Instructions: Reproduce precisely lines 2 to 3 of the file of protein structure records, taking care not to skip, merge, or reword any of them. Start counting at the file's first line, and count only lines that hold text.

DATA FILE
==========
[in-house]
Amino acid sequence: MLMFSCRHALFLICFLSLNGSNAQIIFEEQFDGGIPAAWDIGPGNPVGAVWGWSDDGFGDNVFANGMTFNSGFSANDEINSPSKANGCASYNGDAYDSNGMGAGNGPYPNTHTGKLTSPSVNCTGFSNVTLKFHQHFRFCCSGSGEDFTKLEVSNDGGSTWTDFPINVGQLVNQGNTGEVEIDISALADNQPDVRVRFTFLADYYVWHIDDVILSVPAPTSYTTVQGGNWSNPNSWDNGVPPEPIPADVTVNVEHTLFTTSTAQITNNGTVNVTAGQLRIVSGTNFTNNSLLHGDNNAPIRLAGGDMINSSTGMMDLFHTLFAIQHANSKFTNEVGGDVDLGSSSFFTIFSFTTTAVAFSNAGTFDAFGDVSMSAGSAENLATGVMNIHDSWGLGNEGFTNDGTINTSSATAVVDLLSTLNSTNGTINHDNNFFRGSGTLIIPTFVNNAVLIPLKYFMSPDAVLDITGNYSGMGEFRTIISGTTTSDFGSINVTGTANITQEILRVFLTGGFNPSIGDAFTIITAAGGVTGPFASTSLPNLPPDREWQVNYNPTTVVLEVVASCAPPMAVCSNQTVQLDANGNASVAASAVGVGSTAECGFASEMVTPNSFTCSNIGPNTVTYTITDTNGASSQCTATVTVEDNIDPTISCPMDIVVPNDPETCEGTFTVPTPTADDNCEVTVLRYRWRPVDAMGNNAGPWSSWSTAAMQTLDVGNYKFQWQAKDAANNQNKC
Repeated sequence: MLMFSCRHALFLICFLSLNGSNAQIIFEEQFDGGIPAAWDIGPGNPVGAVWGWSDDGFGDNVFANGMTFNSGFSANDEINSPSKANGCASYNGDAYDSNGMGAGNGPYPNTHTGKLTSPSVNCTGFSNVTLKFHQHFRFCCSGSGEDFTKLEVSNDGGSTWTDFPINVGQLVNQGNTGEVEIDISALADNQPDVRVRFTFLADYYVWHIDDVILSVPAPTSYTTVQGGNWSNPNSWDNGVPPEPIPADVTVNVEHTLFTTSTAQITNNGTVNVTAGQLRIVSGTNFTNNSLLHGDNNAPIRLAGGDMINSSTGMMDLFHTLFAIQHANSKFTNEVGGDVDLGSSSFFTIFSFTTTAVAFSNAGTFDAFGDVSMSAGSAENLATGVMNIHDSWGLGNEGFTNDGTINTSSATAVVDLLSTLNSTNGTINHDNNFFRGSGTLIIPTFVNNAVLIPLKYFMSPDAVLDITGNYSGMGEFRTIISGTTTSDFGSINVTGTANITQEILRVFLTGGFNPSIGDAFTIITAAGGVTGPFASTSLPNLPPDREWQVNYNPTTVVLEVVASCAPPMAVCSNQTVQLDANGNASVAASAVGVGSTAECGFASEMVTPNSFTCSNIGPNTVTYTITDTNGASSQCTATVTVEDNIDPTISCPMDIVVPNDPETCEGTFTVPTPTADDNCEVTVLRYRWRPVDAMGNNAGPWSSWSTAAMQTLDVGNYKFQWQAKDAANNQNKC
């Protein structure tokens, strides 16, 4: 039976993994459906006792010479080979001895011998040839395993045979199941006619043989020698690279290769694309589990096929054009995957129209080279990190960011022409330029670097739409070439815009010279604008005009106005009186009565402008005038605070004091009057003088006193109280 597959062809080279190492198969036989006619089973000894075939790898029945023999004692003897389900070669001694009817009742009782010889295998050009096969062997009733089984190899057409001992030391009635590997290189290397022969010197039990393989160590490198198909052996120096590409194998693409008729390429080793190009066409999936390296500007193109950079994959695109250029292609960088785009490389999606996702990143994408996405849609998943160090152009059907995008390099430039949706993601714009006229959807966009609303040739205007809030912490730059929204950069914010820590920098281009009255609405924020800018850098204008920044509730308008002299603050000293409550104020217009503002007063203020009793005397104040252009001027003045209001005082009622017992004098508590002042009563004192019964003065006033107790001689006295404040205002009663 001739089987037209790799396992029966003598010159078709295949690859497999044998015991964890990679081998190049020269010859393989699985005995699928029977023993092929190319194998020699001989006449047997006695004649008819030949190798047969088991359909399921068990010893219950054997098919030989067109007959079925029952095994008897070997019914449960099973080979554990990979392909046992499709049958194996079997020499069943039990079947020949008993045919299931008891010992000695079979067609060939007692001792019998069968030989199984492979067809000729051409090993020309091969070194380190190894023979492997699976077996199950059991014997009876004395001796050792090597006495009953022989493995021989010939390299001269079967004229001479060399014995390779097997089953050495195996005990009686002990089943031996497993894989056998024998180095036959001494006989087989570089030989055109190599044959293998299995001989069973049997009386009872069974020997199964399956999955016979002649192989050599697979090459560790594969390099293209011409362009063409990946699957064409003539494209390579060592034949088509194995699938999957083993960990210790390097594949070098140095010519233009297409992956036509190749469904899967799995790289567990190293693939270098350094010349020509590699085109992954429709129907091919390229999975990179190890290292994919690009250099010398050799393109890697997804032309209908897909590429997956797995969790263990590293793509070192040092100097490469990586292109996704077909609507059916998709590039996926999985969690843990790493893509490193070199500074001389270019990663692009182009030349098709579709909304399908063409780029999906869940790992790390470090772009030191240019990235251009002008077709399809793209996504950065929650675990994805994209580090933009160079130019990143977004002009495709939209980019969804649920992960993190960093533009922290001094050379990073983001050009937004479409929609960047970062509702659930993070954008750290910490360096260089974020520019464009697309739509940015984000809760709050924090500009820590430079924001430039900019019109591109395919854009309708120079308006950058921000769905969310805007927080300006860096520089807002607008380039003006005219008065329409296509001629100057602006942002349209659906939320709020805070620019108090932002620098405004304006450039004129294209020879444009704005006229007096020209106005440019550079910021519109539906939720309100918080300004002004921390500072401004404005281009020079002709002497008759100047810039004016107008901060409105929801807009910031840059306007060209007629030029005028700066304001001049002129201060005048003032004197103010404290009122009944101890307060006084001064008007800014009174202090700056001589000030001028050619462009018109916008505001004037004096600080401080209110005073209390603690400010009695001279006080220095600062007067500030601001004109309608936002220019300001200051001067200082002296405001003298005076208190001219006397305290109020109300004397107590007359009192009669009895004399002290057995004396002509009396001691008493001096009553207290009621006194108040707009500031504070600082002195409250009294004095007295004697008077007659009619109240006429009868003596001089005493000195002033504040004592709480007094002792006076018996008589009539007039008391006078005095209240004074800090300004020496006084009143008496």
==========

Amino acid sequence: MLMFSCRHALFLICFLSLNGSNAQIIFEEQFDGGIPAAWDIGPGNPVGAVWGWSDDGFGDNVFANGMTFNSGFSANDEINSPSKANGCASYNGDAYDSNGMGAGNGPYPNTHTGKLTSPSVNCTGFSNVTLKFHQHFRFCCSGSGEDFTKLEVSNDGGSTWTDFPINVGQLVNQGNTGEVEIDISALADNQPDVRVRFTFLADYYVWHIDDVILSVPAPTSYTTVQGGNWSNPNSWDNGVPPEPIPADVTVNVEHTLFTTSTAQITNNGTVNVTAGQLRIVSGTNFTNNSLLHGDNNAPIRLAGGDMINSSTGMMDLFHTLFAIQHANSKFTNEVGGDVDLGSSSFFTIFSFTTTAVAFSNAGTFDAFGDVSMSAGSAENLATGVMNIHDSWGLGNEGFTNDGTINTSSATAVVDLLSTLNSTNGTINHDNNFFRGSGTLIIPTFVNNAVLIPLKYFMSPDAVLDITGNYSGMGEFRTIISGTTTSDFGSINVTGTANITQEILRVFLTGGFNPSIGDAFTIITAAGGVTGPFASTSLPNLPPDREWQVNYNPTTVVLEVVASCAPPMAVCSNQTVQLDANGNASVAASAVGVGSTAECGFASEMVTPNSFTCSNIGPNTVTYTITDTNGASSQCTATVTVEDNIDPTISCPMDIVVPNDPETCEGTFTVPTPTADDNCEVTVLRYRWRPVDAMGNNAGPWSSWSTAAMQTLDVGNYKFQWQAKDAANNQNKC
Repeated sequence: MLMFSCRHALFLICFLSLNGSNAQIIFEEQFDGGIPAAWDIGPGNPVGAVWGWSDDGFGDNVFANGMTFNSGFSANDEINSPSKANGCASYNGDAYDSNGMGAGNGPYPNTHTGKLTSPSVNCTGFSNVTLKFHQHFRFCCSGSGEDFTKLEVSNDGGSTWTDFPINVGQLVNQGNTGEVEIDISALADNQPDVRVRFTFLADYYVWHIDDVILSVPAPTSYTTVQGGNWSNPNSWDNGVPPEPIPADVTVNVEHTLFTTSTAQITNNGTVNVTAGQLRIVSGTNFTNNSLLHGDNNAPIRLAGGDMINSSTGMMDLFHTLFAIQHANSKFTNEVGGDVDLGSSSFFTIFSFTTTAVAFSNAGTFDAFGDVSMSAGSAENLATGVMNIHDSWGLGNEGFTNDGTINTSSATAVVDLLSTLNSTNGTINHDNNFFRGSGTLIIPTFVNNAVLIPLKYFMSPDAVLDITGNYSGMGEFRTIISGTTTSDFGSINVTGTANITQEILRVFLTGGFNPSIGDAFTIITAAGGVTGPFASTSLPNLPPDREWQVNYNPTTVVLEVVASCAPPMAVCSNQTVQLDANGNASVAASAVGVGSTAECGFASEMVTPNSFTCSNIGPNTVTYTITDTNGASSQCTATVTVEDNIDPTISCPMDIVVPNDPETCEGTFTVPTPTADDNCEVTVLRYRWRPVDAMGNNAGPWSSWSTAAMQTLDVGNYKFQWQAKDAANNQNKC